Driving down Round Swamp Road in Old Bethpage — or better still, walking — it's possible to get a glimpse of old Manhattan, circa 1882. In the summer, woods shroud the site just to the east of the Museum of American Armor, but right about now, just behind the museum parking lot and an earthen berm, the edifice arises: A Gilded Age mansion on the west side of a re-created 61st Street, and, to the east just out of line of sight, a row of brownstones.
This is where HBO's "The Gilded Age" (launching Monday at 9 p.m.) filmed in 2020 and wrapped last summer. It's a little piece of Hollywood in your backyard, or, if you happen to live on nearby Kingswood Drive or Willow Road, this piece of Hollywood literally is in your backyard.
Lots of TV shows shoot on Long Island, but none quite on a scale like this; the voluptuous interior of that aforementioned mansion, by the way, fills an entire soundstage at Gold Coast Studios in Bethpage. Dozens of buildings, or their exteriors, as well as a Potemkin village train station and ferry terminal, went up on this site two years ago. There they will remain, perhaps for years or seasons to come.
Gary Lewi, vice president of the American Armor Museum, who ran interference for the production team when they decamped here, calls the set "nothing less than extraordinary."
He's not wrong. Even by real Hollywood back lot standards, this place would be impressive. It's an immaculate reconstruction of a bygone world, meant to appear as if it was just minted yesterday, with the sharp edifices of these buildings lined, as it were, with gold.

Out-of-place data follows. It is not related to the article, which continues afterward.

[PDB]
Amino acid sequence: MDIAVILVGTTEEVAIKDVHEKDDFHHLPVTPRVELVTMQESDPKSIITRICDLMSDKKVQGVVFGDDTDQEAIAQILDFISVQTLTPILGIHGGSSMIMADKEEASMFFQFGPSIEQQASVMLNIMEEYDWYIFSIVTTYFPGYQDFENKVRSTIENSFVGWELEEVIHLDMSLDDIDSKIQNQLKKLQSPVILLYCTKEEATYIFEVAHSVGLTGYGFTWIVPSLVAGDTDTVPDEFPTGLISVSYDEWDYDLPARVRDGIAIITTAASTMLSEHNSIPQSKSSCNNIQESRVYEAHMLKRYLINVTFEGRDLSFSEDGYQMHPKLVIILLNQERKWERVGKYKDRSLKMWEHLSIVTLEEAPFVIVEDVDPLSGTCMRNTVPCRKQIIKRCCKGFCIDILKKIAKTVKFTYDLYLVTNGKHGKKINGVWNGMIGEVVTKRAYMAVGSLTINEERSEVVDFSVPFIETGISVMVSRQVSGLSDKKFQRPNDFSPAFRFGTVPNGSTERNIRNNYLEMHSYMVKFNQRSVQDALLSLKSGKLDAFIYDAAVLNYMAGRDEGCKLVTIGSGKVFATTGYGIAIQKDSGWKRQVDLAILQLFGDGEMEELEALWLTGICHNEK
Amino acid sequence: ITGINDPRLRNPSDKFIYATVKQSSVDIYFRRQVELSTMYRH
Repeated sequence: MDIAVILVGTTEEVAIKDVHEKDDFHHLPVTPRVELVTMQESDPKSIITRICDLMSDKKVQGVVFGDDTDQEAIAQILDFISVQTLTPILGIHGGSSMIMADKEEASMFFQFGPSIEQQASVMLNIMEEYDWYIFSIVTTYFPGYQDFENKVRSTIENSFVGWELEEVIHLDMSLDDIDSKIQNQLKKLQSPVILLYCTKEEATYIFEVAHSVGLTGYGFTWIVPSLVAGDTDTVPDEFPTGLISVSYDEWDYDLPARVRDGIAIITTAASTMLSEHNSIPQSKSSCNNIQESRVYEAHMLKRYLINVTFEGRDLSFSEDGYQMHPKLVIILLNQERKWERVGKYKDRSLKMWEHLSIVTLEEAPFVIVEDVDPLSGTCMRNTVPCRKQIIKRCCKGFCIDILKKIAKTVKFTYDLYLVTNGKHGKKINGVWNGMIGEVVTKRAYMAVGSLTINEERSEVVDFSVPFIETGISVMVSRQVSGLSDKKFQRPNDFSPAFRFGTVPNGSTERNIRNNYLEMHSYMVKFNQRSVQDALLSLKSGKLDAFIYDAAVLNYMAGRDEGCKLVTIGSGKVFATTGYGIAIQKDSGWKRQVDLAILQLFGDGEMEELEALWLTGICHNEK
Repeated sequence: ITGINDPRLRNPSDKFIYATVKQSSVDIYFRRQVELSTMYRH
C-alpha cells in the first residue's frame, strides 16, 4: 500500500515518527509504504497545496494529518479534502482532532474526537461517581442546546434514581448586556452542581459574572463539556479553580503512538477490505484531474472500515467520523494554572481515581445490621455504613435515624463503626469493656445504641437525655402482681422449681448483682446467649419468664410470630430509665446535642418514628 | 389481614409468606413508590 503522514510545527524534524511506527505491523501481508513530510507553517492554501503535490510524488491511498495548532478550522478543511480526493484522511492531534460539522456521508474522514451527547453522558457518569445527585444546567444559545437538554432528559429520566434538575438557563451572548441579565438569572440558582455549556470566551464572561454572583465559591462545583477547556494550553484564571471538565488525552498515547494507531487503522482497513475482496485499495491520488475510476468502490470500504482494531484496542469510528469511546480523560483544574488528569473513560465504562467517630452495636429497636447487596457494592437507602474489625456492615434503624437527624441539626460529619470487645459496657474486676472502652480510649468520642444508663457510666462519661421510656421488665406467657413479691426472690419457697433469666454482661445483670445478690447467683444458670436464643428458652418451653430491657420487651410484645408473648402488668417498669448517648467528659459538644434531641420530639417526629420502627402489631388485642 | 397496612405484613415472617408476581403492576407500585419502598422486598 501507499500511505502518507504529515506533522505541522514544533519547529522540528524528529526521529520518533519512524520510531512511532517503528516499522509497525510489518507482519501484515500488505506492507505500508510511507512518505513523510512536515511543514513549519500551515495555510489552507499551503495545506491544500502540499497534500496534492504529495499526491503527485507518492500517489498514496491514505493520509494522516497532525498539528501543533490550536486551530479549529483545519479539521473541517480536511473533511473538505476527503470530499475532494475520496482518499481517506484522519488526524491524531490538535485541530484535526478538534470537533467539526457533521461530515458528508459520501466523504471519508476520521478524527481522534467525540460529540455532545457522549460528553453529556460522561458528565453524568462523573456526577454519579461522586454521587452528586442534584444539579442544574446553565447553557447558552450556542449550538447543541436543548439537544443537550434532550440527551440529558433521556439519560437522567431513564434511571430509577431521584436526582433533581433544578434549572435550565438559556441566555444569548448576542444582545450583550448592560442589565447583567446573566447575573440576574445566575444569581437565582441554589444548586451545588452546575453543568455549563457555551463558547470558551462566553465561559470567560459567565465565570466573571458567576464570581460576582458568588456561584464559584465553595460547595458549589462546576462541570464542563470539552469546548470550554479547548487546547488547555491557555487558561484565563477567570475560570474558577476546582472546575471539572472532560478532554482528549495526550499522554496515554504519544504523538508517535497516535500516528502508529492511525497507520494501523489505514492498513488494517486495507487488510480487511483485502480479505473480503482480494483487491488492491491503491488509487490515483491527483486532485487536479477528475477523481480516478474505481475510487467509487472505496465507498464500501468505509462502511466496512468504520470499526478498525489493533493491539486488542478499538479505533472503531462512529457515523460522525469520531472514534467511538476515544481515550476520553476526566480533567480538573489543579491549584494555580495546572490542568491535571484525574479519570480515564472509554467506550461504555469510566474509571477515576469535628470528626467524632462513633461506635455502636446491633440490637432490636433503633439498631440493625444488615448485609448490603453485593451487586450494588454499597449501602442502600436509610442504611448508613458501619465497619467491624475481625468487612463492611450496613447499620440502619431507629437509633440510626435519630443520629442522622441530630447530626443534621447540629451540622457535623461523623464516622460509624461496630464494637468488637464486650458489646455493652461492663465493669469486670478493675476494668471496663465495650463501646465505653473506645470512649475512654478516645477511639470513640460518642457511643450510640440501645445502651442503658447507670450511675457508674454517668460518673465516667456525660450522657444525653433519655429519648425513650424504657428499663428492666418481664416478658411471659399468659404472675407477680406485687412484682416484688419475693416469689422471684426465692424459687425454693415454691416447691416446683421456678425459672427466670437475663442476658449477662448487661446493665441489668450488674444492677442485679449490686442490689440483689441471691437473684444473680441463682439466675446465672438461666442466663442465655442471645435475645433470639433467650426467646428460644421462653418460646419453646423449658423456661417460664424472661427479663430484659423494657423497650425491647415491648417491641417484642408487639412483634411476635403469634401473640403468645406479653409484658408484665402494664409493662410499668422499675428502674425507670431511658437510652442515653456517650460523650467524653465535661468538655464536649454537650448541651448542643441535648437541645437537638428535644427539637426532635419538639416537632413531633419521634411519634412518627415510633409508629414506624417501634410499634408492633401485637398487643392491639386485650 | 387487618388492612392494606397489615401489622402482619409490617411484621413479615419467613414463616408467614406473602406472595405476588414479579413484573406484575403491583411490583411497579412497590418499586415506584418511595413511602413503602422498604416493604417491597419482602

This was (or is) the Gilded Age, after all. Gold is a requisite.
HBO declined to offer a tour of the site because it was mothballed early last summer after production wrapped. But it's easy enough to see in the extended trailer, released in December. "New York is a collection of villages," says Christine Baranski's Agnes Van Rhijn — think Old Money dowager with stiff upper lip — in voice-over. "The old have been in charge since before the Revolution until the new people invaded."
Ah, yes, those "new people," specifically fictional railroad baron George Russell (Morgan Spector), and his hyper-ambitious wife, Bertha (Carrie Coon.). To Agnes, they are vulgar arrivistes with too much money who are desperate to claw their way into the frosty, rarefied upper reaches of Manhattan society. They are the ones who built that garish mansion across the street from her tasteful (or rather faded) Old World beauty.
With a few exceptions, virtually every scene in that 2:17 trailer was filmed on this lot or at Gold Coast Studios six miles away.
Last summer, "there were occasions when they were setting up for the 1890s, and we were running [World War II-era] tanks in the other direction," says Lewi. "You were looking around for Rod Serling."
Dozens of TV shows, of course, have filmed on Long Island over the years, from "The Affair" to "Z: The Beginning of Everything" (about Zelda Fitzgerald). They come here for the views (mostly water) or atmosphere (in a word, the Hamptons.) They set up their cameras, take their pretty pictures, then disappear — until they need more pretty pictures.
For a complex set of reasons, "The Gilded Age" has been different. When "Downton Abbey's" Julian Fellowes and longtime production partner, Gareth Neame, decided to pursue a period drama about the Roaring '80s — the 1880s — they knew they needed proximity to New York City, cradle of the Age, but also to some of the remnant glories of the time period, a few of which still stand on Long Island and elsewhere, including Jay Gould's vast white elephant, Lyndhurst, in Tarrytown. They also needed access to older homes, like Lawrence's Rock Hall (1767), which can also be seen in that trailer.